Mistakes small and large should be noticed and accepted as reality. Only by standing by our actions and taking care of their results can we prevent tragedies from reoccurring.

The damage done by the Valdez spill was so vast that our planet may never fully recover. Odey describes the situation like this: “Adding insult to injury, one tragically oiled cove after another metamorphosed into war-zone-style symbols of dominion and the mechanistic techno-fix, as men in white hard hats spewed from helicopters and barges in a frantic attempt to ‘fix’ nature by urgently spraying hot liquid from giant hoses onto the living membranes of submissive coves.” Some of the procedures designed to “clean” the oil only spilled more chemicals onto the screaming earth.

Sometimes decisions that have enormous impact ignore logic. If the right person has not signed the correct paper and sent it to a certain office with a particular seal of “officialdom,” no action can be taken. In the case of the Valdez spill, many illogical procedures surrounded the clean up. Sometimes important cleaning procedures were ignored altogether. Research teams of ecologists and divers from the University of Alaska say that it “turned out that cleanup was often not documented or coordinated in any organized way. Opportunities for learning were lost in the jumble” (Okey 2). For many reasons, our government, as well as Exxon and other involved parties, could not get their act together. The consequences will remain forever.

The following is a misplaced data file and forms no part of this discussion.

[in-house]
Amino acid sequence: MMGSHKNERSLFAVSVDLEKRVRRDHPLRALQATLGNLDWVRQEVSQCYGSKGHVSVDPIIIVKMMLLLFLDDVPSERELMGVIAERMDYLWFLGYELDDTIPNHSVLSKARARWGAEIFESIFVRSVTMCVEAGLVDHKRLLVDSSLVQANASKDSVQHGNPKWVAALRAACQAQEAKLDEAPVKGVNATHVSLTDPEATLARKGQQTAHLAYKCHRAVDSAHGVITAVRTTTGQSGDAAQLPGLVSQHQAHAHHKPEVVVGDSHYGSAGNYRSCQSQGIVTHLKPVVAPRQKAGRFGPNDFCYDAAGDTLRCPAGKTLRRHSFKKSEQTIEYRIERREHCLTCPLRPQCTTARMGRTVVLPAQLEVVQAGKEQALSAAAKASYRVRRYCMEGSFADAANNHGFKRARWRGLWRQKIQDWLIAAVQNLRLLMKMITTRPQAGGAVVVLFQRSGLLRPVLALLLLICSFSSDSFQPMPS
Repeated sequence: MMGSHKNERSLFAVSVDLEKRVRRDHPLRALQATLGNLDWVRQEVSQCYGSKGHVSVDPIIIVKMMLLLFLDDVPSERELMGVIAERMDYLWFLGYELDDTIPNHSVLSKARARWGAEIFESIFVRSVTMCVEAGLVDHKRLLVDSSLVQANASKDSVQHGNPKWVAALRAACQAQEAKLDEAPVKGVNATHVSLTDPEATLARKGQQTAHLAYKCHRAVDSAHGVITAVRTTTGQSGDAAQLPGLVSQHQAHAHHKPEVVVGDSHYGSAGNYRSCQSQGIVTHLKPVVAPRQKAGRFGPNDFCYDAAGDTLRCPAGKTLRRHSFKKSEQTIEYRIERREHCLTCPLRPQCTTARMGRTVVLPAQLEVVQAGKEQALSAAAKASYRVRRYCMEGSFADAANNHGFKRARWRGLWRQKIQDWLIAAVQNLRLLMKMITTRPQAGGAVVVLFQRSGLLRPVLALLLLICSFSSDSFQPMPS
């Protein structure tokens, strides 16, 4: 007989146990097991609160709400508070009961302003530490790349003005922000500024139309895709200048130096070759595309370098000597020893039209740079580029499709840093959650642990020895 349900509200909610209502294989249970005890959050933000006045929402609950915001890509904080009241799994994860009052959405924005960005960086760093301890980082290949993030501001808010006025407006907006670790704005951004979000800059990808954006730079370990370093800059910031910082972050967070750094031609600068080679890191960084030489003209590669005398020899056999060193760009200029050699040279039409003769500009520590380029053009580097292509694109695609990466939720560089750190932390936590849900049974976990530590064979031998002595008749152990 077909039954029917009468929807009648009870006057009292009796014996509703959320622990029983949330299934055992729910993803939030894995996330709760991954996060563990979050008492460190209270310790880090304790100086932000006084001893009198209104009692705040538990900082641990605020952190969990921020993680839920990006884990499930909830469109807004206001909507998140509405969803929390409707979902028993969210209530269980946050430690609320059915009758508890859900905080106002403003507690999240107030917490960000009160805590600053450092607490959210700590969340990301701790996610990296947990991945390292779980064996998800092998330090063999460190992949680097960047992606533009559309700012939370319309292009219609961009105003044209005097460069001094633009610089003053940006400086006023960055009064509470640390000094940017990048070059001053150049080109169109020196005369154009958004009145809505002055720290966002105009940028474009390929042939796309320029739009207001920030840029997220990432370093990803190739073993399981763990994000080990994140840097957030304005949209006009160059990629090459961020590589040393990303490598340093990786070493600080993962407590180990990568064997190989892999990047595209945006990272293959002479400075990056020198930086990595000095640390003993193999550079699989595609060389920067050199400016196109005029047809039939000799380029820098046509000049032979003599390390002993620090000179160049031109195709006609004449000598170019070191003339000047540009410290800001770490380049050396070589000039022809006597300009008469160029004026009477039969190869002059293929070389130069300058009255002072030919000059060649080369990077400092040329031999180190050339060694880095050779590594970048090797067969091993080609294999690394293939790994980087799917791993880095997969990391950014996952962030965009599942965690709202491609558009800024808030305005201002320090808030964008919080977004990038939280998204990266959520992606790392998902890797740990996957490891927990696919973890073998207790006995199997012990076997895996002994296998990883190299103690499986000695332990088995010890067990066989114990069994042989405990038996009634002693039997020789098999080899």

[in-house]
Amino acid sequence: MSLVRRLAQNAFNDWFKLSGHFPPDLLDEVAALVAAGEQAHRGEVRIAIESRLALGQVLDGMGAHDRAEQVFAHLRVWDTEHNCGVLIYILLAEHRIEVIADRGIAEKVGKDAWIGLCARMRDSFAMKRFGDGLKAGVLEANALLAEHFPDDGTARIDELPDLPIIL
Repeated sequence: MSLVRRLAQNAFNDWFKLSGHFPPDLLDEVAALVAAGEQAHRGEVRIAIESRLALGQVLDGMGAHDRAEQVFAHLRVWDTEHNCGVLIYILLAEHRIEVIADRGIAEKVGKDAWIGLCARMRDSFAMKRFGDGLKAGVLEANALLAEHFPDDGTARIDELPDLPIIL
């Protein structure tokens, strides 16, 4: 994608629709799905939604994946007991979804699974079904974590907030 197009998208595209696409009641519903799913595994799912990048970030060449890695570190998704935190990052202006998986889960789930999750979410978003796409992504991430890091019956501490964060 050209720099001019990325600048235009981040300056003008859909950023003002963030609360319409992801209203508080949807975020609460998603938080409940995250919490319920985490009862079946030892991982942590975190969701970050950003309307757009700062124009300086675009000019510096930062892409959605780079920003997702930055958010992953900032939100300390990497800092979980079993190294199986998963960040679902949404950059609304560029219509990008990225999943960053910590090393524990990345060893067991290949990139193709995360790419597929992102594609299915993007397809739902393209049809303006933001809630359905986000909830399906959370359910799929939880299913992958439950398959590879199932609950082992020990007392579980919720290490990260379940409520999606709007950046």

Throughout the legal struggles to find some sort of settlement, Exxon always seemed to have some weak excuse to exempt them from the charges they faced. They tried to play the word game and find loopholes in the laws to avoid paying as much money as they were asked. Exxon would question standard procedures and courtroom rules only to be reminded that the rules were the same as always. They often whined excuses, saying that they had already been “sufficiently punished” (Goldshore 33). The destruction caused by the spill of 1989 is immeasurably immense. That event forever changed Prince William Sound, and so forever changed the world. The effects of the spill are being felt in countless dimensions and can never be put completely right.

It is foolish to think that any dollar amount can ever be equal to the damage that was done to the precious, life-giving Earth. During the trials dealing with the Valdez oil spill, “The algorithm of law was being used to convert lost ecosystem ‘value’ into U.S. dollars” (Okey 4). But what is a dollar? Can the worth of a piece of the earth be measured at all? Somehow, Exxon convinced the right people in high places that there is a monetary value that could be placed on the damage done by the bleeding oil tanker. The new amount as of 2001 lay far below the original demand for five billion dollars. Exxon will eventually pay “at most, $1.65 billion” (Goldshore 36).